Foam rollers are an effective means of self-massage between massage appointments, and have become essential tools to many individuals’ fitness and self-care regimens. Although these devices may look somewhat unimpressive, the benefits of their use are not. They can help stretch and lengthen tight muscles, increase circulation, provide greater range of motion, release trigger points, and free up fascial restrictions.
This article demonstrates two of my favorite stretches using foam rollers, and provides some resources for additional stretches and information.
Disclaimer: As with any new exercise program, before attempting any of the stretches below, it is recommended that individuals consult a physician or other health care professional. The author will not be held responsible for any injuries incurred as a result of performing these exercises.
Chest Stretch - Pectoralis, Anterior Deltoids, & Biceps
Performing the following chest stretch has become invaluable in my own self-care as a massage therapist. In stretching the pectoralis (major & minor), deltoids, and biceps, internally rotated or “hunched” shoulders from hours at the desk, behind the wheel, or at the massage table can begin to return to a more neutral position. This often helps alleviate strain and pain in opposing back muscles.
To perform the stretch:
- Begin by sitting on the edge of the foam roller, with the end directly underneath your sacrum. Knees are bent and feet placed on the ground for stability.
- Slowly lie back on the foam roller, so that it runs directly beneath your spine.
- Adjust your position so that the neck and head are fully supported by the roller.
- Slowly stretch your arms out into a “T” formation, with palms facing the ceiling.
- As you begin to feel the stretch in the chest, try to visualize taking cleansing breaths into the tighter muscles or areas.
- Hold this position for 15 seconds while taking slow, full breaths; and then bring the arms back in and sit up carefully.
- Repeat one to two more times if you would like, noticing if the hands come to rest closer to the floor than when beginning the stretch.
- For a more thorough stretch that includes the latissimus dorsi and triceps, after completing the “T” formation, repeat the stretch with the arms stretched out in a “Y” formation. Hold for 15 seconds, and then repeat again with arms extended overhead in an “I” formation (arms extended straight above the head).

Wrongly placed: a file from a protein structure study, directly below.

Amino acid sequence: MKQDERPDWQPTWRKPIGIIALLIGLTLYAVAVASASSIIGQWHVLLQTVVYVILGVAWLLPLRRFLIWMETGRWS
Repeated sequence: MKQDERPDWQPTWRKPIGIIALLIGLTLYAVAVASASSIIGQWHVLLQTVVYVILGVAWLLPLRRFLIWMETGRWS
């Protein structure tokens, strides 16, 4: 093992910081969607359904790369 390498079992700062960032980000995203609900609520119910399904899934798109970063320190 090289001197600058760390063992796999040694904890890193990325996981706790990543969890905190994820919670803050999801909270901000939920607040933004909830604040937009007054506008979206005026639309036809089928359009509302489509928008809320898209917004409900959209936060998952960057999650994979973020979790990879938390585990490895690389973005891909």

IT (Iliotibial) Band Stretch
I learned this stretch while riding on the AIDS LifeCycle…and instantly loved and hated it’s more “therapeutic” quality. Many of my clients with IT band issues report a sharp decrease in symptoms when consistently “rolling” their IT band out.
The IT band connects to tissues on the lateral aspect of the knee joint and patella (knee cap), tightness in the IT band and/or adhesions to the underlying quadricep muscle may pull on the knee and illicit pain. This stretch helps to lengthen the IT band, and gets it moving more freely over the quadricep muscle.
To perform the stretch:
- Begin by lying on the roller on your side, just below your hip (top of the IT band). The roller will be perpendicular to your body.
- Support yourself using your hands in a comfortable “push-up” type position.
- The top leg can be bent with the foot on the ground to ease the amount of pressure placed on the IT band.
- Slowly begin to roll your IT band over the roller by using a slight pull in your arms.
- Slowly roll down the length of your IT band, until the roller is just above your knee. As you roll, slow down as you go over any tender spots.
- Then reverse the movement and roll back up to your hip.
- Repeat two to three times on one leg, and then switch legs.
Another description of this stretch can be found in the link included below.
As I mentioned earlier, these two stretches are just two that I happen to have an affinity for. However, foam rollers can be applied in the same way to many large muscle groups. The article “Foam Roller Exercises for Easing Tight Muscles” on About.com illustrates some other stretches, and explains the principles behind foam rollers in a bit more detail.
If you are interested in purchasing a foam roller, I prefer the more spongy, often white rollers, to the high density black rollers. The black rollers are excellent, but often make the stretches a bit too painful for me. At home, I have a 6″ by 36″ foam roller such as these made by Isokinetics, Inc. You can order them from Amazon.com, or purchase them at gyms and sporting good stores such as Sports Basement for usually less than $15.
The many professionals advocating the use of foam rollers in PT clinics, massage studios, yoga centers, and gyms, speak volumes about the effectiveness of these simple but powerful tools. Their ability to improve mobility, circulation, and comfort within one’s body, make them a wonderful adjunct to regularly scheduled bodywork, and self-care efforts.